* The movie ends with David and Noomi playing chess as beacons signal their masters.  David and Noomi do not use an Engineer ship to escape the planet.

So here’s what I took away from the original script: While I feel there are some things that Spaihts did much better (like not shoehorning Weyland into the story, a much clearer opening sequence, how Weyland’s ulterior motive was a bit less ridiculous, the scientist’s initial sense of awe as well as being a bit more intelligent in a number of situations, etc.) he still made a few missteps in my opinion. I like that Lindelof and Scott got a bit more ambitious and took the Engineers from being the standard “Aliens who visit Earth periodically to advance human civilization” that Spaihts wrote to actually being the god-archetypes that created life on the planet.

In the end though, while I feel like both versions of the script make some mistakes, often about the same stuff (for e.g. in Spaihts’ version David is far too malicious, and in Lindelof’s he’s far too mysterious and all knowing), I really prefer Spaihts’ version. It may raise a few issues of its own, but they are nowhere close to being as much of a dealbreaker as some of the issues I had with Lindelof’s script.

Either way, the Prometheus story still intrigues me, and I’d still eagerly watch the sequels just to see where it goes, but hopefully whoever handles scripting duty then actually runs it by somebody who isn’t afraid to ask the hard questions. Like, why did the alien removed during Shaw’s DIY c-section have to end up looking like a giant space vagina? I need to know, man!

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About The Author

Hello ladies. Look at your man, now back to me, now back at your man, now back to me. Sadly, he isn’t me, but if he stopped watching horrible Michael Bay movies, he could be as much of a hardcore film geek as me. Look down, back up, where are you? You’re on a South African movie blog with the man your man could be as big a film geek as. What’s in your hand? Back at me. I have it. It’s a warm box of freshly popped popcorn, butter melted awesomeness wafting in your face just like you like. Look again, the popcorn is now diamonds. Anything is possible when your man stops watching Michael Bay movies. I’m on a horse.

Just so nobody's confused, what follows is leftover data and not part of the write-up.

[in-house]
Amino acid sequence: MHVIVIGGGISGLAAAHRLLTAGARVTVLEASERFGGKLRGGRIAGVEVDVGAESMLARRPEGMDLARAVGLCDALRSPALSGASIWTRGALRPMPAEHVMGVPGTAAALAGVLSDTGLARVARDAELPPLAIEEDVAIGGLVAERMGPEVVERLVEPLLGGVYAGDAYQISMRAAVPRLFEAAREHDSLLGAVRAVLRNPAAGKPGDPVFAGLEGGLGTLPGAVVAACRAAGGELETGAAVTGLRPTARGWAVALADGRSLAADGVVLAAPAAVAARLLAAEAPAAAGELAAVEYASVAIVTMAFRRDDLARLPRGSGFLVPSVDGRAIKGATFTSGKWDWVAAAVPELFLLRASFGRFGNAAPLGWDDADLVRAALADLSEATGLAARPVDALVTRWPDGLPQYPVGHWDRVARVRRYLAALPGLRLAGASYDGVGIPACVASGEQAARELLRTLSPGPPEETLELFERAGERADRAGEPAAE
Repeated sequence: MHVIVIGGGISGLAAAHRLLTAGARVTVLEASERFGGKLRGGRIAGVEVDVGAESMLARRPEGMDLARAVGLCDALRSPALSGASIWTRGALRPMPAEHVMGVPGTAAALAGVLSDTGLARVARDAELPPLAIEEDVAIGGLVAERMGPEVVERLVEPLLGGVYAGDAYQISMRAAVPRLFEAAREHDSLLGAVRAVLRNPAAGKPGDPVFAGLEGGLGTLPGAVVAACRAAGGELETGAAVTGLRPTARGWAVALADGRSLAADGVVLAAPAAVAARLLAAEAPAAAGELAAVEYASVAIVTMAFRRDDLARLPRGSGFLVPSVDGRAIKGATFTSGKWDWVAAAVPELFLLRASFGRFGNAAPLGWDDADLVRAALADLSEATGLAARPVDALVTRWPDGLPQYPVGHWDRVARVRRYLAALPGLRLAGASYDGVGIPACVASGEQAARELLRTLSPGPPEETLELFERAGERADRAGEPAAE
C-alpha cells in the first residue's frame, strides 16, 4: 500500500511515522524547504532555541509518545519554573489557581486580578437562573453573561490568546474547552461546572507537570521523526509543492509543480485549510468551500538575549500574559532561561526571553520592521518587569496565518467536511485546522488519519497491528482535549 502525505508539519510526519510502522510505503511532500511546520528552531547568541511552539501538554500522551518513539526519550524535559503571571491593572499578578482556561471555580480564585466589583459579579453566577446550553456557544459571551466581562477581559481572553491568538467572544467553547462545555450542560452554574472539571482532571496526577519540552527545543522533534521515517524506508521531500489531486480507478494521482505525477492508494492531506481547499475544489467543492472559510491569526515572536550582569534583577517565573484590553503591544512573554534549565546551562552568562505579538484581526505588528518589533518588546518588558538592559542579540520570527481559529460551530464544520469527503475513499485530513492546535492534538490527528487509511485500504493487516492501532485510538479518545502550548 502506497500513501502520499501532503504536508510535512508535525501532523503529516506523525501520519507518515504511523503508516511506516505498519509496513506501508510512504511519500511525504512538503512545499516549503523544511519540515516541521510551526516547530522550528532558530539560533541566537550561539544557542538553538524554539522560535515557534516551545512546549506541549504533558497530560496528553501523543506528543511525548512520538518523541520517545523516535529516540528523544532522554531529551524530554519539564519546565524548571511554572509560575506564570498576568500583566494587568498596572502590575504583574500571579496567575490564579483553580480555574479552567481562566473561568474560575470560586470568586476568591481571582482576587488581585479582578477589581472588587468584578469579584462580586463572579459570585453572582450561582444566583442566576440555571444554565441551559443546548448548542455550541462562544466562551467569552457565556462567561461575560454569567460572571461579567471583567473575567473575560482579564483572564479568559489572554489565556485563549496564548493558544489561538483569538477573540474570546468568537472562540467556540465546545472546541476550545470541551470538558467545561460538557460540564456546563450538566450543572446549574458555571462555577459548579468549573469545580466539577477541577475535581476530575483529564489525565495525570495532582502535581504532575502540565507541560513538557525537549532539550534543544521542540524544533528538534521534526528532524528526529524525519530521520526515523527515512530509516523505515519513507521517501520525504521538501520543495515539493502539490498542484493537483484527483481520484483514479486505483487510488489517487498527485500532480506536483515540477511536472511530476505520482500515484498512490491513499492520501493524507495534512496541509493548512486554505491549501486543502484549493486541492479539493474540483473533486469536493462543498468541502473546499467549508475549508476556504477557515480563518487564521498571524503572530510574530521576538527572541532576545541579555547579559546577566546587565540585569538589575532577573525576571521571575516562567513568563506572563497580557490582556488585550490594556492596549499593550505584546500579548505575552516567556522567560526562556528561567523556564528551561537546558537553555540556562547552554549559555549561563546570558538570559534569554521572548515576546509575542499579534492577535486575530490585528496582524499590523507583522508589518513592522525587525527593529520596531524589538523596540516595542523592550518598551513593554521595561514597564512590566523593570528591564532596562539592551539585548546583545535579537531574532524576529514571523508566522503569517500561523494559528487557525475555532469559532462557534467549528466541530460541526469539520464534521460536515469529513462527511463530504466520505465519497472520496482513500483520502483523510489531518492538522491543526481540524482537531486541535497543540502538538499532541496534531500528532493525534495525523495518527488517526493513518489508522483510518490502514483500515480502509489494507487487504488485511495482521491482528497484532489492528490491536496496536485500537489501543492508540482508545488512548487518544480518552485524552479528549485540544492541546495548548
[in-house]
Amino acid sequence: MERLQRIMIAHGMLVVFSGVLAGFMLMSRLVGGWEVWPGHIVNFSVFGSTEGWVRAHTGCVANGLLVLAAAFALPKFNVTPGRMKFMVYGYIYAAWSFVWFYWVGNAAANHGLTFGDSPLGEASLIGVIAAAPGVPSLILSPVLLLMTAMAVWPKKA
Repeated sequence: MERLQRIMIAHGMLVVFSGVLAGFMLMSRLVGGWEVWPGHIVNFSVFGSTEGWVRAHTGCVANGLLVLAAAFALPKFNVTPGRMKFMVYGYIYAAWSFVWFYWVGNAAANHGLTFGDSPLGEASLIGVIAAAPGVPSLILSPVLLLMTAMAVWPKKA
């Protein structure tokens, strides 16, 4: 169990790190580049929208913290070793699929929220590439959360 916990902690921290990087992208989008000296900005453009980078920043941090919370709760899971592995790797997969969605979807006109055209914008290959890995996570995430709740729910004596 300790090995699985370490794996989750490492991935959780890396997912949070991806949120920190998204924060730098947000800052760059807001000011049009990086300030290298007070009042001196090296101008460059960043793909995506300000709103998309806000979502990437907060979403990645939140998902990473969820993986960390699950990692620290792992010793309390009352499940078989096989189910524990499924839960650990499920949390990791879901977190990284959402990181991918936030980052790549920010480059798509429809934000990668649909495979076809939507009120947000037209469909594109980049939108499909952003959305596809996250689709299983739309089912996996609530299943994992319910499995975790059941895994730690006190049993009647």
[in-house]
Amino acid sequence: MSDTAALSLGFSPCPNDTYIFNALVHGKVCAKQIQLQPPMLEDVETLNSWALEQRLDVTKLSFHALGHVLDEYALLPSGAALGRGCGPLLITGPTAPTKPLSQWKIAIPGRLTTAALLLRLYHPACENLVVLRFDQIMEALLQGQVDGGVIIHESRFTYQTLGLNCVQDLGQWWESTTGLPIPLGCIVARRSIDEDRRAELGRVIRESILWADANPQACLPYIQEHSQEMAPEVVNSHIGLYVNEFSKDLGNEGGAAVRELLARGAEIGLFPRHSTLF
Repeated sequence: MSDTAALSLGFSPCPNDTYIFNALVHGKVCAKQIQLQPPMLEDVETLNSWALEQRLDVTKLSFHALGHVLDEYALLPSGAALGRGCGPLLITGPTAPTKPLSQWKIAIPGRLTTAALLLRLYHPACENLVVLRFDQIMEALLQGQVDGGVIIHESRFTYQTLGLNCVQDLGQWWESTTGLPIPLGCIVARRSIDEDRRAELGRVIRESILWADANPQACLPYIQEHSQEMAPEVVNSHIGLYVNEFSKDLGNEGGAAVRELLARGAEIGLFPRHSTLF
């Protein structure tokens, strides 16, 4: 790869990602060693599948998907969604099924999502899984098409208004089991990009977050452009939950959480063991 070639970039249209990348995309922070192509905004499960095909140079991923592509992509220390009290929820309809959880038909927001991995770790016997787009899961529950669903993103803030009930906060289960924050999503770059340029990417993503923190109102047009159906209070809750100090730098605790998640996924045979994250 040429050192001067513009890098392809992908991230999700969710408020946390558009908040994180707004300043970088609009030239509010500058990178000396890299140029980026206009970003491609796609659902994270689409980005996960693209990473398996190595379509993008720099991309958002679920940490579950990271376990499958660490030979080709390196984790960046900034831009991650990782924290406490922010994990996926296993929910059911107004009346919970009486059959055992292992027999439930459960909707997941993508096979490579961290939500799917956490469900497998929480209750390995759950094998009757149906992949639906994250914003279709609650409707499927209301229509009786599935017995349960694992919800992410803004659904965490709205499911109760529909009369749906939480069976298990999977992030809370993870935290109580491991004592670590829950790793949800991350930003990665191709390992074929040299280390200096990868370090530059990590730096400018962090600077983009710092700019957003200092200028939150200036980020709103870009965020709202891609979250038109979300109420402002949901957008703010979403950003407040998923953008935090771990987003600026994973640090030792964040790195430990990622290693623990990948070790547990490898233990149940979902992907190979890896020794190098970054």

• Parker

    According to Lindelof, he merely transferred Scott’s thoughts onto the script, and had nothing to do with most of the major points, so I feel he’s getting a lot of undeserved hate around the internet.

    • http://www.facebook.com/people/Kervyn-Cloete/610830836 Kervyn Cloete

      To be fair, I agree with this. To a point. There were a number of the “bad” things that were in the script that Scott did dictate down to him (like making the story as open ended and vague as possible), but Lindelof messed up a lot on his own as well. Things like Fifield getting lost with a map, for example, were all him.

  • http://twitter.com/JChess1 Justin Hess

    I’d be interested to see what draft this is. If it’s a first draft littered with silly mistakes, I can understand that. That’s what first drafts are for. Later drafts will revise said mistakes and tighten things.
    But it seems as if drafts following Spaihts’ just left in the silliness and compounded upon them. Which is the opposite of what you’re meant to do when going through the stages of script-writing